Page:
Setting up policy based networking on an NT domain

I have been tasked with researching possible ways to setup a policy based network.  Our network is seeing more and more corporate visitors and currently they are given an ethernet cable and off they went.  We are on an NT domain that is locked down quite tightly, however would like to take it a step further by limiting guest access to port 80 only (possibly 110, 25, etc) no matter what physical port they are connected with.  Eventually, I would also like to be able to restrict network access even for authenticated users that do not have current virus DAT files.  However, that's down the pipe yet.  

Thanks for the suggestions,

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are you using a switch?  a firewall? what model?
mgrassAuthor Commented:
I'm running three Dell PowerConnect 3348s for switches and a Linux based firewall.  I have used ISA 2000 in the past but wasn't happy with it.  I've loaded up ISA 2004 from my MSDN subscription on an older workstation box to play with, but haven't had the time.  If I recall correctly, it was the proxy portion of ISA that bothered me the most.
I'm not sure what the 3348s can do but one solution would be to place another firewall between all the client machines and your servers. This way you can only allow port 80 through and nothing else.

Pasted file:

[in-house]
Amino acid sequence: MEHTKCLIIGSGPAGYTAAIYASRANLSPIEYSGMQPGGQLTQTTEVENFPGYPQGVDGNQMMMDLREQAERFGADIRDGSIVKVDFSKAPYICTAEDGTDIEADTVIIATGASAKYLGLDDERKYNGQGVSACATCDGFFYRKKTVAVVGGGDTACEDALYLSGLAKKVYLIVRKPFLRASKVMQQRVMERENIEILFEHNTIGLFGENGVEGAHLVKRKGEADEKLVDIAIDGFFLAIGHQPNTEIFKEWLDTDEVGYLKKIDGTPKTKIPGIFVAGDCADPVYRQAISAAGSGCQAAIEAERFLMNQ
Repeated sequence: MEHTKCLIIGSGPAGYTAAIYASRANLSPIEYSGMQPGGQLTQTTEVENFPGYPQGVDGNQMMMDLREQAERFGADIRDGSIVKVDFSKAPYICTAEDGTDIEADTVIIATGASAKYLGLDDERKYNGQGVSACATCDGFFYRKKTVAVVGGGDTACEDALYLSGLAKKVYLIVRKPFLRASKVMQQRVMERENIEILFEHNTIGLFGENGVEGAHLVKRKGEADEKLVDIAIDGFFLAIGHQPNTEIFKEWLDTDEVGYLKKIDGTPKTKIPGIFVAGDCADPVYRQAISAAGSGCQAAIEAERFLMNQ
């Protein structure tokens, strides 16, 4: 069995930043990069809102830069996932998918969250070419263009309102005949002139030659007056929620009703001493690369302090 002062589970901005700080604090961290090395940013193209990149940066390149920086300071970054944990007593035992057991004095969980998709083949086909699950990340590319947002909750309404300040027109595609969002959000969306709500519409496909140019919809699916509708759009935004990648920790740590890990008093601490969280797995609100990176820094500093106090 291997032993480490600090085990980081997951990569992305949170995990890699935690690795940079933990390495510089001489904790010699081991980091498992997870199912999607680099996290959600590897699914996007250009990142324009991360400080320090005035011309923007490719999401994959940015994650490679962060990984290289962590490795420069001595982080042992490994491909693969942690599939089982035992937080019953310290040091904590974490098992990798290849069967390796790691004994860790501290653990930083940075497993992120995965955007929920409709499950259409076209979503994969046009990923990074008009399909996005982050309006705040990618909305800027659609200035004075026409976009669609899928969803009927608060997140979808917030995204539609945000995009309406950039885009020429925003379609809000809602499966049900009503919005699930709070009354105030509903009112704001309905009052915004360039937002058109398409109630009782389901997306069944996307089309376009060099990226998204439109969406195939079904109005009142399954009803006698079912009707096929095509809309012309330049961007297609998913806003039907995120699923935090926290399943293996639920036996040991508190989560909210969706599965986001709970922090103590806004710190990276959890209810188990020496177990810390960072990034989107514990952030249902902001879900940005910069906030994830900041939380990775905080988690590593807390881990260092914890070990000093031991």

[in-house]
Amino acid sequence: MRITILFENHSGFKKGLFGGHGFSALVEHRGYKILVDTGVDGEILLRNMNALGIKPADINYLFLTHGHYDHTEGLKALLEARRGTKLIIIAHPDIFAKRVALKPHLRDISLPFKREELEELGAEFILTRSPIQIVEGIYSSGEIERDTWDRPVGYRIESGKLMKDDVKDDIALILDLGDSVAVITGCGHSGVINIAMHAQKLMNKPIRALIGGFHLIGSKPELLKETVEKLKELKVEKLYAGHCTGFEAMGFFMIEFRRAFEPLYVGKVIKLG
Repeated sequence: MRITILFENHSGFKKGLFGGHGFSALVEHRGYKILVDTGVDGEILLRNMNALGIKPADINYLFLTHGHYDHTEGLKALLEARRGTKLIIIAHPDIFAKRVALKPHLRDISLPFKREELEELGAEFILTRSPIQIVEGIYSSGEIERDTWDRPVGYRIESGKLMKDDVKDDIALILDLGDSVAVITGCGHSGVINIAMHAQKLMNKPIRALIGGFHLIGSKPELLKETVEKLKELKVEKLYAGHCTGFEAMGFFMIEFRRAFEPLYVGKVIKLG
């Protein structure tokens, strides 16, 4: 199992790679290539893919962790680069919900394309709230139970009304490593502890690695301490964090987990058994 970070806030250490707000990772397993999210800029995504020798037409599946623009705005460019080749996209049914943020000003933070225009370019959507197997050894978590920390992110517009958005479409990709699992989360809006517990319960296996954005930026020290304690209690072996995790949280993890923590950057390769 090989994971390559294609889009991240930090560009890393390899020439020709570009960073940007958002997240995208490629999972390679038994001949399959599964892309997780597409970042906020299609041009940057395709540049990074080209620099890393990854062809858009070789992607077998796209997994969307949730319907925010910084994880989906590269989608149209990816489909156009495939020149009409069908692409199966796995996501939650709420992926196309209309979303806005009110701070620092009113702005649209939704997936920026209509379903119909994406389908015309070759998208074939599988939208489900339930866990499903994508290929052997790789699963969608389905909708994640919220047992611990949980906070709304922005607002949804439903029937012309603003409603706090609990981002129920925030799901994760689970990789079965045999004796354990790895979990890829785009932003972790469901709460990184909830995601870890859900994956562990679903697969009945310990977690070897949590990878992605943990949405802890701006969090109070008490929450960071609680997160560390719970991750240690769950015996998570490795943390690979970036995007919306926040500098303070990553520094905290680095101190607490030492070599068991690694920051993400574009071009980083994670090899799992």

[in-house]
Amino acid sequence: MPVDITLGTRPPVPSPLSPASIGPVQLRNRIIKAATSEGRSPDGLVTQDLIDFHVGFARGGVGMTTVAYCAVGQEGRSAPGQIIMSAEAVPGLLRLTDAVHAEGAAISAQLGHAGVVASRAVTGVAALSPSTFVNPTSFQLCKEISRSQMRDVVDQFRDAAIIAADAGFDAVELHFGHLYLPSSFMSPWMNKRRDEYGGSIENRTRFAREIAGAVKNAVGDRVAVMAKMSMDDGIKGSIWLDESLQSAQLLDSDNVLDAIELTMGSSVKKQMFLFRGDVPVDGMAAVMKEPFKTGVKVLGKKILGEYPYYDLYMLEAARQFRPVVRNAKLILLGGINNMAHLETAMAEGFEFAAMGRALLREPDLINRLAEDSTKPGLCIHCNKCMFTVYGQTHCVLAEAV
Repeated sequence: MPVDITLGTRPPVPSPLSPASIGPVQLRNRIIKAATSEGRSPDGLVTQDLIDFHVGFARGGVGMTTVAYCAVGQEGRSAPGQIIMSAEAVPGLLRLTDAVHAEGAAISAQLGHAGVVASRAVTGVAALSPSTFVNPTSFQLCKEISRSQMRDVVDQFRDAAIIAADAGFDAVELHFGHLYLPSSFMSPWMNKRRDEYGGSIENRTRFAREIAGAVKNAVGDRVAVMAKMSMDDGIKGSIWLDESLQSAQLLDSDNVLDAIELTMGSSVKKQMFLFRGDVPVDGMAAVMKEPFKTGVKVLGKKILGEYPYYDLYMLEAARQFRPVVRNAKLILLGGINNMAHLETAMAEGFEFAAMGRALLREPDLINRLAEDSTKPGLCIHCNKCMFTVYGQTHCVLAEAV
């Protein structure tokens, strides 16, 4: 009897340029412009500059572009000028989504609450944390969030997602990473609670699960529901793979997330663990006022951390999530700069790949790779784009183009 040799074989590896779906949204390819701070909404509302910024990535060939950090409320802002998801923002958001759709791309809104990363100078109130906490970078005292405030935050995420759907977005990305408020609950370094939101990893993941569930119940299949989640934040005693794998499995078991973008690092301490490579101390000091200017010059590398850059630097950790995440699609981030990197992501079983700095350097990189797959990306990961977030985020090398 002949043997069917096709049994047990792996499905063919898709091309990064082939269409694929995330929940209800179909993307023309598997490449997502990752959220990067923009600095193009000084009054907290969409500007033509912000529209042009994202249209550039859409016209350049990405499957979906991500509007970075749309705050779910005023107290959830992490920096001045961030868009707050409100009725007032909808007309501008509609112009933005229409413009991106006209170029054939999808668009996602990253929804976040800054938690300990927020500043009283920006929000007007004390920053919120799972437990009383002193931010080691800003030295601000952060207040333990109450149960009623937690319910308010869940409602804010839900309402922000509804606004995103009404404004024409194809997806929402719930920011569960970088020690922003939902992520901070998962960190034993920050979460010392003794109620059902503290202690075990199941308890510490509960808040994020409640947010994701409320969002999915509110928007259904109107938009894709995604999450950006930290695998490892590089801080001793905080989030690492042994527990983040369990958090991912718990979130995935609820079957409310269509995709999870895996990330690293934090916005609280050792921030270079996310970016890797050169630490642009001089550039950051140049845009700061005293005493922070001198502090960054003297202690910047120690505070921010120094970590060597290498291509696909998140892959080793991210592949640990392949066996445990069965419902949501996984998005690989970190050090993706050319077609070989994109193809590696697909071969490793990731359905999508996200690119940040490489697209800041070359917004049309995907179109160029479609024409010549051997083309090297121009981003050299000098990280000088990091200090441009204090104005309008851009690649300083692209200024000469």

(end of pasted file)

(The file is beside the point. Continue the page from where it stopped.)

If you had cisco switches you could also configure Vlans for your servers and then setup access lists on your router to only allow certain traffic between vlans.

Perhaps it would be worth holding off a while until Cisco get their new products out. They are working towards Layer 2 authentication. So as soon as you plug a device into a port on a switch you need to provide some credentials before you even get a physical link. Then you can have the deviced moved into a separate VLan if the antivirus isn't up to date.

Cisco call it self-defending networks.

the problem is that you would like to control access based on windows user account.  I don't know if ISA can do this, but if it can, I bet it's the only solution.  After the DC authenticates your session, all internet traffic travels directly to your gateway/firewall.  This means that it doesn't really pass through any hardware that can test for credentials.  ISA server being a microsoft product has Active-Directory Integration and LDAP-connectivity, so I assume you would be able to do it that way, but I'm not positive.

Any other solution would involve a physical or logical seperation of computers from the rest of the domain.
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